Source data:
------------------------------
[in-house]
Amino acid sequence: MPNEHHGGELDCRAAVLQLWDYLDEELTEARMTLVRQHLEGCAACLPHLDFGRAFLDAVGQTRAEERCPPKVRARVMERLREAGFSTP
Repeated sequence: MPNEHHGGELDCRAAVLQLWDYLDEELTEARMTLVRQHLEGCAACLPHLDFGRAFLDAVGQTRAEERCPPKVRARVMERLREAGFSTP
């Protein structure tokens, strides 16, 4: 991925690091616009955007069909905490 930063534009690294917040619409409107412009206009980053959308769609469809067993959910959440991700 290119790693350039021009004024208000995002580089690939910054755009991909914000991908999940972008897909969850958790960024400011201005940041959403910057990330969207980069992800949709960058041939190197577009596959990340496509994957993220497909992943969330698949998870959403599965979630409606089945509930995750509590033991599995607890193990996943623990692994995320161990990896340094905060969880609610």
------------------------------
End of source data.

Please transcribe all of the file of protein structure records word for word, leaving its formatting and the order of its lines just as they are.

[in-house]
Amino acid sequence: MPNEHHGGELDCRAAVLQLWDYLDEELTEARMTLVRQHLEGCAACLPHLDFGRAFLDAVGQTRAEERCPPKVRARVMERLREAGFSTP
Repeated sequence: MPNEHHGGELDCRAAVLQLWDYLDEELTEARMTLVRQHLEGCAACLPHLDFGRAFLDAVGQTRAEERCPPKVRARVMERLREAGFSTP
């Protein structure tokens, strides 16, 4: 991925690091616009955007069909905490 930063534009690294917040619409409107412009206009980053959308769609469809067993959910959440991700 290119790693350039021009004024208000995002580089690939910054755009991909914000991908999940972008897909969850958790960024400011201005940041959403910057990330969207980069992800949709960058041939190197577009596959990340496509994957993220497909992943969330698949998870959403599965979630409606089945509930995750509590033991599995607890193990996943623990692994995320161990990896340094905060969880609610």